Welcome to Directed Viewing, the multi-part series examining the films of a given director. This is done, in part, to not only fill in my own cinematic gaps, but to try to form some sort of greater understanding of an artist out of their entire body of work. Sure, it’s a little reliant upon auteur theory, but it’s also a whole lot of fun.
We continue with Paul Thomas Anderson, who, post Boogie Nights found himself offered essentially a blank check by New Line, who had made all sorts of money by backing his last picture. Given final cut of whatever he produced without even a concrete idea being made, Paul Thomas Anderson went off to create on his own terms without supervision. Which really explains how we ended up with
For the first fifteen minutes of Magnolia, we are tossed into a headspace and left to sink or swim in it. An unidentified narrator talks about coincidence as he presents three historical examples of extreme, elaborate moments of contrivance. You know, the point where the universe comes together to seemingly make the impossible possible. Call it fate, call it random chance, but that’s what we’re presented with in rapid-fire, breathless narration before the movie spins out into the present, introducing an array of characters in a number of complicated situations. It is watertight cinematic exposition, but there’s just so much of it, landing like a brick right at the front of the movie.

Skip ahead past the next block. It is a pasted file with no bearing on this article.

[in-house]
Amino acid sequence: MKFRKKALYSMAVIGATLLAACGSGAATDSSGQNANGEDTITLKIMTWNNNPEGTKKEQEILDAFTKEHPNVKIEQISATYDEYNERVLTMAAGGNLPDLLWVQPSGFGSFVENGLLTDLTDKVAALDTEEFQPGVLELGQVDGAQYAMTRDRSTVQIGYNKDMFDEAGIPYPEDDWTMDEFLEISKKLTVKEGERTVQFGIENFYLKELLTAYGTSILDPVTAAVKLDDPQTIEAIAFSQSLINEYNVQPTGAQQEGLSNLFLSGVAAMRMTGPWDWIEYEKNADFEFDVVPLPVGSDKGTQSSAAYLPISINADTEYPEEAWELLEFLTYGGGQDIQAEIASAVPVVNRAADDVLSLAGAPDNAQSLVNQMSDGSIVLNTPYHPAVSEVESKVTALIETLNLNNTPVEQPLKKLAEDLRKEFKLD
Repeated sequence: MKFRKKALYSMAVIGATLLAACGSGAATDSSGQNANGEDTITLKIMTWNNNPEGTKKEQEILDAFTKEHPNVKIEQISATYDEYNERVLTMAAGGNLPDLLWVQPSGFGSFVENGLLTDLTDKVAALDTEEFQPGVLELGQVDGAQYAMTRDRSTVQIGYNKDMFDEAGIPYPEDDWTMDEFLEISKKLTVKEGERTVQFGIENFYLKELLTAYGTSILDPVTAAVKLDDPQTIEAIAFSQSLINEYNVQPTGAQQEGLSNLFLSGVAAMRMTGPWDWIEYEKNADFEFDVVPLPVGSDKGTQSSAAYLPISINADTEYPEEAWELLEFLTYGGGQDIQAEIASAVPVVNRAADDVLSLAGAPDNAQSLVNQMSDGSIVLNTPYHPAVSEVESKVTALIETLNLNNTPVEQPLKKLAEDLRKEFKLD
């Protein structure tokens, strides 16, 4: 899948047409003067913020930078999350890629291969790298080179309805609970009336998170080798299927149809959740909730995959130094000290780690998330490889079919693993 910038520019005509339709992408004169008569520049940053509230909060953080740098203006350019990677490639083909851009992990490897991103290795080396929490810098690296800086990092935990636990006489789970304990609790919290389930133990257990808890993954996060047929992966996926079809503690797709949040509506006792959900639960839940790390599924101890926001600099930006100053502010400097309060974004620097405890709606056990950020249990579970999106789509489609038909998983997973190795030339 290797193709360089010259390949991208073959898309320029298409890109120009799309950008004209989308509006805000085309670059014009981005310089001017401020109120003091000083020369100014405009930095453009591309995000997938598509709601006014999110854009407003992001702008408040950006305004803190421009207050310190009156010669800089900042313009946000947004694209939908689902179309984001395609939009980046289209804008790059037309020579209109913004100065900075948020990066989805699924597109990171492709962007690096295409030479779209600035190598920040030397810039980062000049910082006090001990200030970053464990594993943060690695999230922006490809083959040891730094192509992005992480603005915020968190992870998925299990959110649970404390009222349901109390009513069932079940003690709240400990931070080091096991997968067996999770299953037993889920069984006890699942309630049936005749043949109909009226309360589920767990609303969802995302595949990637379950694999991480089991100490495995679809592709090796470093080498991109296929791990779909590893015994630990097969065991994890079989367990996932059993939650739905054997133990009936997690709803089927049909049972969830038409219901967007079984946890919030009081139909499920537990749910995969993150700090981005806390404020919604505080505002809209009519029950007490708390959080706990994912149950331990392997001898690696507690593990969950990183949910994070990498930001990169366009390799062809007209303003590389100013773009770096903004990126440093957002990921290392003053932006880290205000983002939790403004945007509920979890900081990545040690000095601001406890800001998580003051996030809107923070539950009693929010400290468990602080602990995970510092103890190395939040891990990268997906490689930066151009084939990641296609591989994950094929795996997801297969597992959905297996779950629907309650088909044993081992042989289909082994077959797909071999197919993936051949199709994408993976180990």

Magnolia is a movie about people, namely a bunch of people all spread out across the San Fernando Valley on one fateful but otherwise innocuous day. Naming them all and their backgrounds would take up nearly the average size of one of these articles all by themselves, so let’s just run down some of the notables: John C Reilly plays a Dudley Do-Right style police officer, all earnestness and romanticism. Philip Baker Hall plays the host of a long-running quiz show, recently diagnosed with terminal cancer. William H. Macy plays a down and out spokesperson who has spent his life trading on his name as the record holder for child contestant on the aforementioned quiz show. Julianne Moore plays the young trophy wife of a dying Jason Robards, tended to in his last hours by Phillip Seymour Hoffman who plays a hospice nurse. And Tom Cruise plays a motivational spokesperson selling wildly misogynistic seduction techniques through infomercials and seminars.
Whew. Okay. Still in board? Yeah, I know, I didn’t give anybody names. Trust me, if I bothered to do that we’d never be able to reduce this to a manageable thing.